Ikea’s brand new store in Renton falls into the “Why did they need to build a new one?” category. If Asbestos Ridge Elementary becomes overcrowded as new housing developments pop up students are lucky if a few new portables are put up. And, as a thirty five year old, I remember how big of a deal it was when this Ikea was built when I was in middle school. This wasn’t, like Greenwood Fred Meyer, some place that had been constructed some years before I was born and updated on occasion.
In any event, the new Ikea is in business, and the old one next door will soon become a parking garage. For the time being the inconvenient shuttle service and limited parking is still in effect.
From the outside, the two-story, solar-paneled new Ikea is certainly from a new era. While the blue and yellow Swedes boasted something to the effect of “we are building a giant nondescript box in the suburbs to keep prices down” in the early-to-mid 90s when our Ikea popped up in suburban Renton, twenty-some years later, gentrification has caused Renton to feel more and more like Seattle, and thus the new Ikea has a decidedly more “urban” look to it. Unlike the old Ikea, the new Ikea, which features quite a bit more yellow than the old one (and a lot more windows), makes a point of looking good from the outside.
On the inside, customers are greeted by sort of a grand entry with an escalator leading up to the showroom and restaurant. The restaurant can be accessed either right away, or at the end of the showroom maze. (The old restaurant was mid-way through the maze, and while it could be accessed by taking a few shortcuts, the intention was clearly for restaurant visits to be post-showroom.)
The showroom is much whiter than the old one. Much of it features a white wooden floor. The floor often feels like it’s shaking. I don’t know if this is a product of being on a second story or the new building being of cheaper construction than the old one. I do not have a map of either the old or new store to verify, but while the old store had more of a “zig-zag” feeling layout, the new one feels more circular. Each section feels wider and more open. The showroom does not feel like it takes as long to get through as the old one. Some sections felt larger and some felt smaller. The office section in particular seemed almost like it was missing. There are more appliances than there used to be. At some point the wooden floor disappears and is replaced by concrete more reminiscent of the previous store.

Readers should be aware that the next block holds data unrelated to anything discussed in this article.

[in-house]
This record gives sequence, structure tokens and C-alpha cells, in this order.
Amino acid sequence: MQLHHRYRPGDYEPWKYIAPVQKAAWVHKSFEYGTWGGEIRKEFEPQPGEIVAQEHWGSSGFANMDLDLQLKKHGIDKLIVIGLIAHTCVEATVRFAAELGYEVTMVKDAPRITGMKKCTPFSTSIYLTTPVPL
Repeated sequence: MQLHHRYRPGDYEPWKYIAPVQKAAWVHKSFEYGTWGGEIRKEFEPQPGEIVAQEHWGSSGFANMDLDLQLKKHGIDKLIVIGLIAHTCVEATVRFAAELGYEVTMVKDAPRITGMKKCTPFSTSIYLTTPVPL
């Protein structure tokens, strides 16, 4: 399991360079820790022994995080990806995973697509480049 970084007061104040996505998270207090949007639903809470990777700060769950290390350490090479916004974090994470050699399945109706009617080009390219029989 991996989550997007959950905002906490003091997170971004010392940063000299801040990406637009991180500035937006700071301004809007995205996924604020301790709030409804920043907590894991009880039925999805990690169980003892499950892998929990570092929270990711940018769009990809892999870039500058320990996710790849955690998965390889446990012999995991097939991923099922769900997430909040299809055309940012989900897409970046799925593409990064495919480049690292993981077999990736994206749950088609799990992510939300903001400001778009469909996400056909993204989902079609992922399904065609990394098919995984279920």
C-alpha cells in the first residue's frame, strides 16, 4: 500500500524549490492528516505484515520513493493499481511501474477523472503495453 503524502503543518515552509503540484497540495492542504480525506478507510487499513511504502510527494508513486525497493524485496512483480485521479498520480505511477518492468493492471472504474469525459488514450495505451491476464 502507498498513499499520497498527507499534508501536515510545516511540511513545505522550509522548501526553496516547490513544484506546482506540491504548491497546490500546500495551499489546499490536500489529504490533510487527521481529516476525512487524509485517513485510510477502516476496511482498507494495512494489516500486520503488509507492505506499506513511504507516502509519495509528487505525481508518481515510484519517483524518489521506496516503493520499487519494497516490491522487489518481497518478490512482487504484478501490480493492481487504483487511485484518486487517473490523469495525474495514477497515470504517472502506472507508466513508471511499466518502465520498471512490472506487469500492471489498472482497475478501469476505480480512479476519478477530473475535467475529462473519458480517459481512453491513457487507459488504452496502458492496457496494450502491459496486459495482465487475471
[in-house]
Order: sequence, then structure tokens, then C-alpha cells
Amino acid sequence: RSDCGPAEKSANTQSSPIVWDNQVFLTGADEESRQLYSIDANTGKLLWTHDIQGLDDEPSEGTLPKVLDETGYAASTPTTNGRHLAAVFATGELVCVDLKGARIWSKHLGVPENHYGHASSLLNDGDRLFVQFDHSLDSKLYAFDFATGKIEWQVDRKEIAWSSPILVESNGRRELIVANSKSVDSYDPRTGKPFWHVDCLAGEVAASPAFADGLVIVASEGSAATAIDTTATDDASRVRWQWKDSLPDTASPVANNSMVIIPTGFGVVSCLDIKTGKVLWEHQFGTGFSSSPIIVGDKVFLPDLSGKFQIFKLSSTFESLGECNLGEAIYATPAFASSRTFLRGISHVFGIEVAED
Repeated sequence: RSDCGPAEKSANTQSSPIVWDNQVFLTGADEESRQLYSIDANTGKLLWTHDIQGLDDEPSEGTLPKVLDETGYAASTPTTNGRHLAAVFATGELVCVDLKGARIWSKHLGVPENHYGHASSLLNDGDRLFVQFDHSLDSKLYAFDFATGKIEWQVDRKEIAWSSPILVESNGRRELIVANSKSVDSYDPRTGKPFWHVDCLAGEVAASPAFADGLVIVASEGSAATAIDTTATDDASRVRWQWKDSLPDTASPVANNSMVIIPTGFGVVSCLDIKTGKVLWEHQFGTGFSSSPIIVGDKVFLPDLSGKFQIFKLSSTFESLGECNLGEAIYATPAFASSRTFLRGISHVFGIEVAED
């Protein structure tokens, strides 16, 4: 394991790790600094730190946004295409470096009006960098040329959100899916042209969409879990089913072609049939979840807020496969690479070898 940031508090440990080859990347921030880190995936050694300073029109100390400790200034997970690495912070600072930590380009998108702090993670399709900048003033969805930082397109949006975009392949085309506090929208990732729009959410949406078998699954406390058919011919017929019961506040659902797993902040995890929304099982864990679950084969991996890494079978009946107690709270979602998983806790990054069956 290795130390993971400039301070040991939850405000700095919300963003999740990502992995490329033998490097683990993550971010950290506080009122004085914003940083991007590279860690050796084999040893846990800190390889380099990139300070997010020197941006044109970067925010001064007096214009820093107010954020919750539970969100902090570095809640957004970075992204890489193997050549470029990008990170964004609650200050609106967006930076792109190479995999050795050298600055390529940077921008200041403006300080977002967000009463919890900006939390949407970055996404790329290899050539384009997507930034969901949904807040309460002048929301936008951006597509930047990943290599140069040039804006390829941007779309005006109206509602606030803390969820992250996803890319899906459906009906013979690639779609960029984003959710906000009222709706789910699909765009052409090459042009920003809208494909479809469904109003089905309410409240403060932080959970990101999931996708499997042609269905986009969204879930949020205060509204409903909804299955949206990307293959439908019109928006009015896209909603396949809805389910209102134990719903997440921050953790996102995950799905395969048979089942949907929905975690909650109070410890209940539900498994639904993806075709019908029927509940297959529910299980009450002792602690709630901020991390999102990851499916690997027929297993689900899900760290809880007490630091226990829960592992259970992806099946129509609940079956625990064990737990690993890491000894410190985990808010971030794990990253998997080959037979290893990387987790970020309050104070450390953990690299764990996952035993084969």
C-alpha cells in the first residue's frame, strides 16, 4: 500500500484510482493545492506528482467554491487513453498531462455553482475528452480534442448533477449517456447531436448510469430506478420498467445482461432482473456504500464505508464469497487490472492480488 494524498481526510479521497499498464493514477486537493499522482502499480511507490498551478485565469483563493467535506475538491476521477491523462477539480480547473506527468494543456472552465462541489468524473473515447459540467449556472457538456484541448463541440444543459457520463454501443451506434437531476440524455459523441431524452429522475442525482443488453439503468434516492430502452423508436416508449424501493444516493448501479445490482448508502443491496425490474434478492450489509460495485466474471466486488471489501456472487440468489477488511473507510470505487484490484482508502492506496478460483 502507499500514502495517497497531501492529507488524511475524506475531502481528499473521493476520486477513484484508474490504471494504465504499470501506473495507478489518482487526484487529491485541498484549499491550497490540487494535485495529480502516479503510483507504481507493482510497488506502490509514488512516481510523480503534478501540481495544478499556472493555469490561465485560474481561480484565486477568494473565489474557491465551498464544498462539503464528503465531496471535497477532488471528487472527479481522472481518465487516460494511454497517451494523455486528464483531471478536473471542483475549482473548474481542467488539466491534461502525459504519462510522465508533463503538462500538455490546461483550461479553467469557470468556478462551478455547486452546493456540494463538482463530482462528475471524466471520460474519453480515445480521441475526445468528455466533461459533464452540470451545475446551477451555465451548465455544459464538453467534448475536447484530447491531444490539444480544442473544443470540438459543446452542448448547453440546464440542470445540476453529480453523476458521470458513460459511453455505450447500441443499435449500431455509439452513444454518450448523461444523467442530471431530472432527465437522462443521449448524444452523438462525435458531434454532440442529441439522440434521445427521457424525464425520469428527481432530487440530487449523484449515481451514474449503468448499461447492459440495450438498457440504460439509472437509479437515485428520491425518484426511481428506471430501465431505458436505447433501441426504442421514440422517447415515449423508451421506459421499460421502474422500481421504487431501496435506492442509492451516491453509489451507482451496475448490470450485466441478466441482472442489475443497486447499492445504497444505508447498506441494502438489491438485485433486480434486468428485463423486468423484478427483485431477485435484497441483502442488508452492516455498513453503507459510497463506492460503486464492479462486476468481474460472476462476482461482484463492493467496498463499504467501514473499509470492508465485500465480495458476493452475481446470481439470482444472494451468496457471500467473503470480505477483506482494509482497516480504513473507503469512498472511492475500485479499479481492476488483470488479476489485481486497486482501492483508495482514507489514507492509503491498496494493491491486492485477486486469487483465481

We did not eat at the restaurant today, but it is much larger, brighter (many windows), and overall nicer feeling than the old one. It feels sort of like the commons era at a brand new community college. It seems like a pleasant place to be. I could comfortably sit there and work on a lap top all day, which is not something I could say about the much darker old restaurant.
As with the old store, after heading through the showroom and through the restaurant, next comes tchotchkes. Except now those are down a flight of stairs, below the showroom and next to the warehouse. As above, some sections (e.g. bathroom stuff) seemed smaller, while others (e.g. lighting) seemed larger. Things more or less continued to feel wider and more circular than in the old store. My wife says she felt like she was walking the wrong direction. (The arrows on the floor confirmed otherwise, but the feeling counts.)
Bathrooms seem to be fewer and further between. I haven’t verified if this is true, but it felt true, which counts for something. There was also no garbage can in the men’s room, so after I changed my son’s diaper I had to go to the family room to through his dirty diaper away. There also seem to be fewer “shortcuts” for folks who choose to not explore the maze in the intended sequence. (I for one always like to experience the store in the intended sequence.)